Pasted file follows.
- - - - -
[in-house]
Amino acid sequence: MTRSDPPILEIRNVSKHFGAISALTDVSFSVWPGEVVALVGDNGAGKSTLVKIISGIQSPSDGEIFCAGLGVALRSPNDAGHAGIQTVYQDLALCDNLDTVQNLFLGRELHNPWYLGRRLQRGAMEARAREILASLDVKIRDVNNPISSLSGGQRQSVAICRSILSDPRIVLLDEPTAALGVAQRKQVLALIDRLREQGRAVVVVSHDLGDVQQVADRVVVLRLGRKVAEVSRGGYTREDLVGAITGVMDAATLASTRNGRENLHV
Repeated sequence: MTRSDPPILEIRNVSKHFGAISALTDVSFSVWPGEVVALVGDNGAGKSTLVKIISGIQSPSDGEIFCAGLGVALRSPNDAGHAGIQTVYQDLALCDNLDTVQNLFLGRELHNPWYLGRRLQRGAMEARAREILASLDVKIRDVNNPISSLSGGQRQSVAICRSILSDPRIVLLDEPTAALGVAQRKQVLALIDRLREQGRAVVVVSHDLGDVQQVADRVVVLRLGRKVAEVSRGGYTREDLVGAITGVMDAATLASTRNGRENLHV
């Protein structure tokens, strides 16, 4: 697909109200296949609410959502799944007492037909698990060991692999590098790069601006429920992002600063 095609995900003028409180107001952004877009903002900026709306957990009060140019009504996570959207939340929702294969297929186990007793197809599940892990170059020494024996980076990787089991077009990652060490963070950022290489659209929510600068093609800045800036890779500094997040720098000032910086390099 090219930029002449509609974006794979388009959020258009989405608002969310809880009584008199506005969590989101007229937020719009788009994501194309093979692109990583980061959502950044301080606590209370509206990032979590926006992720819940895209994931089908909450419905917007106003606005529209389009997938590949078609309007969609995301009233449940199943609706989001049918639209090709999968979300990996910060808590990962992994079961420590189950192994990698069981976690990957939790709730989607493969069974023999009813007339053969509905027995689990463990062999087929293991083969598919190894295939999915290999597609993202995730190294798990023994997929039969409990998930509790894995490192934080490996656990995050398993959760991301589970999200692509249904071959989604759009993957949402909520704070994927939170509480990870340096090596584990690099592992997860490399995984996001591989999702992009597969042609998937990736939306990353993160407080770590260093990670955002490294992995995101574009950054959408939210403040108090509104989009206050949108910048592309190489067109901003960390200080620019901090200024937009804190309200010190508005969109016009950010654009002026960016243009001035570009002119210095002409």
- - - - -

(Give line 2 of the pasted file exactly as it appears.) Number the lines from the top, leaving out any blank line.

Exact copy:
Amino acid sequence: MTRSDPPILEIRNVSKHFGAISALTDVSFSVWPGEVVALVGDNGAGKSTLVKIISGIQSPSDGEIFCAGLGVALRSPNDAGHAGIQTVYQDLALCDNLDTVQNLFLGRELHNPWYLGRRLQRGAMEARAREILASLDVKIRDVNNPISSLSGGQRQSVAICRSILSDPRIVLLDEPTAALGVAQRKQVLALIDRLREQGRAVVVVSHDLGDVQQVADRVVVLRLGRKVAEVSRGGYTREDLVGAITGVMDAATLASTRNGRENLHV